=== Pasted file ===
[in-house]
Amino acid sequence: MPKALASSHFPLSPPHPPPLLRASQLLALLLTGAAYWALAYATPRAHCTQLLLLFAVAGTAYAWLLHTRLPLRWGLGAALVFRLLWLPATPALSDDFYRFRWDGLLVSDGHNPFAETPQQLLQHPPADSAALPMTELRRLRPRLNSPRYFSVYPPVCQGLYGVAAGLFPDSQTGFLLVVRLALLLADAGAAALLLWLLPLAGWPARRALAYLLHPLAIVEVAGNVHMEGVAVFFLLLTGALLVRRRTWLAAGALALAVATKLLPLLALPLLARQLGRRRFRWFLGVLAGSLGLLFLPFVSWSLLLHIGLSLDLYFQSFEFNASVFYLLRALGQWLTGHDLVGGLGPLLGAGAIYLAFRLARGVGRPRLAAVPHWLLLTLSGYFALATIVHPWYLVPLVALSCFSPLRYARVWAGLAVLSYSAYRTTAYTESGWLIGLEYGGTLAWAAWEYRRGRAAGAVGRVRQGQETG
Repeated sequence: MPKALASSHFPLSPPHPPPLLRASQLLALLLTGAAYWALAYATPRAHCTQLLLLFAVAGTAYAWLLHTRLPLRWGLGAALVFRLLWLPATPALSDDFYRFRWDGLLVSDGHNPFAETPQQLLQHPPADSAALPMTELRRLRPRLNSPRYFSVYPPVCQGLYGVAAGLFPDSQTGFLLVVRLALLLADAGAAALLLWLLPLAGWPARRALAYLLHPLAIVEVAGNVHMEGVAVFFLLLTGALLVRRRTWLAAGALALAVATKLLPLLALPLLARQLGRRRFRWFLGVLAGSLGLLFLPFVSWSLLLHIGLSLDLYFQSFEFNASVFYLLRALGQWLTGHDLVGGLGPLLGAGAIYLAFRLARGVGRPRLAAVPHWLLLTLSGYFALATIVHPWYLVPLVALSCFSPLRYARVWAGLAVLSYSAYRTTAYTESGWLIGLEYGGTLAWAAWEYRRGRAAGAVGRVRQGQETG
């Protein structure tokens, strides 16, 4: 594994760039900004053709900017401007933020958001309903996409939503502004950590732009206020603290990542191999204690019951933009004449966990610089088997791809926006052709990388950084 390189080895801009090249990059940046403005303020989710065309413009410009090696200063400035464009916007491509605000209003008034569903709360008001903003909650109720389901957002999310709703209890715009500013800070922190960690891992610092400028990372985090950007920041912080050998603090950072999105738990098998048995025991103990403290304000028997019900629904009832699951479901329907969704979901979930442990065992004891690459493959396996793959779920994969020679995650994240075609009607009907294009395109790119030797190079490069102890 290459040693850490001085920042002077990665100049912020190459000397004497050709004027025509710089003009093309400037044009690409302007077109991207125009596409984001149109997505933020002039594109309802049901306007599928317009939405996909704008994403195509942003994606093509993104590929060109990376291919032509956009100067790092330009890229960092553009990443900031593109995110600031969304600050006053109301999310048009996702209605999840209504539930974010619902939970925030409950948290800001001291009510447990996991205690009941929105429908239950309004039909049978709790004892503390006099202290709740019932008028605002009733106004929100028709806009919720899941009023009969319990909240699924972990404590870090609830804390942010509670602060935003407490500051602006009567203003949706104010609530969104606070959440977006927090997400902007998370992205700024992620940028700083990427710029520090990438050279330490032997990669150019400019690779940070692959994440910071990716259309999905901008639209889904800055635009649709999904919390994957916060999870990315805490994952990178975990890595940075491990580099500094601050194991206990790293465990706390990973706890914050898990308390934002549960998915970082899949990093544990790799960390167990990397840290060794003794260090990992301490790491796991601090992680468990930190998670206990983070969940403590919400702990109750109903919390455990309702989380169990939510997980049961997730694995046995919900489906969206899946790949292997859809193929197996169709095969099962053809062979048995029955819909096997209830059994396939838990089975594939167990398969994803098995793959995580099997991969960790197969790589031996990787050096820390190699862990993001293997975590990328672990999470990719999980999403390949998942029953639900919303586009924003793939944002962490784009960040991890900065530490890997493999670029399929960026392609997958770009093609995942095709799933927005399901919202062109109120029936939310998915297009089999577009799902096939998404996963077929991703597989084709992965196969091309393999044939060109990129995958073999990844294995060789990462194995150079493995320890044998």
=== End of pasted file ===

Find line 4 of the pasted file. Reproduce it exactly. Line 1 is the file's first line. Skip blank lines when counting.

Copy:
């Protein structure tokens, strides 16, 4: 594994760039900004053709900017401007933020958001309903996409939503502004950590732009206020603290990542191999204690019951933009004449966990610089088997791809926006052709990388950084 390189080895801009090249990059940046403005303020989710065309413009410009090696200063400035464009916007491509605000209003008034569903709360008001903003909650109720389901957002999310709703209890715009500013800070922190960690891992610092400028990372985090950007920041912080050998603090950072999105738990098998048995025991103990403290304000028997019900629904009832699951479901329907969704979901979930442990065992004891690459493959396996793959779920994969020679995650994240075609009607009907294009395109790119030797190079490069102890 290459040693850490001085920042002077990665100049912020190459000397004497050709004027025509710089003009093309400037044009690409302007077109991207125009596409984001149109997505933020002039594109309802049901306007599928317009939405996909704008994403195509942003994606093509993104590929060109990376291919032509956009100067790092330009890229960092553009990443900031593109995110600031969304600050006053109301999310048009996702209605999840209504539930974010619902939970925030409950948290800001001291009510447990996991205690009941929105429908239950309004039909049978709790004892503390006099202290709740019932008028605002009733106004929100028709806009919720899941009023009969319990909240699924972990404590870090609830804390942010509670602060935003407490500051602006009567203003949706104010609530969104606070959440977006927090997400902007998370992205700024992620940028700083990427710029520090990438050279330490032997990669150019400019690779940070692959994440910071990716259309999905901008639209889904800055635009649709999904919390994957916060999870990315805490994952990178975990890595940075491990580099500094601050194991206990790293465990706390990973706890914050898990308390934002549960998915970082899949990093544990790799960390167990990397840290060794003794260090990992301490790491796991601090992680468990930190998670206990983070969940403590919400702990109750109903919390455990309702989380169990939510997980049961997730694995046995919900489906969206899946790949292997859809193929197996169709095969099962053809062979048995029955819909096997209830059994396939838990089975594939167990398969994803098995793959995580099997991969960790197969790589031996990787050096820390190699862990993001293997975590990328672990999470990719999980999403390949998942029953639900919303586009924003793939944002962490784009960040991890900065530490890997493999670029399929960026392609997958770009093609995942095709799933927005399901919202062109109120029936939310998915297009089999577009799902096939998404996963077929991703597989084709992965196969091309393999044939060109990129995958073999990844294995060789990462194995150079493995320890044998």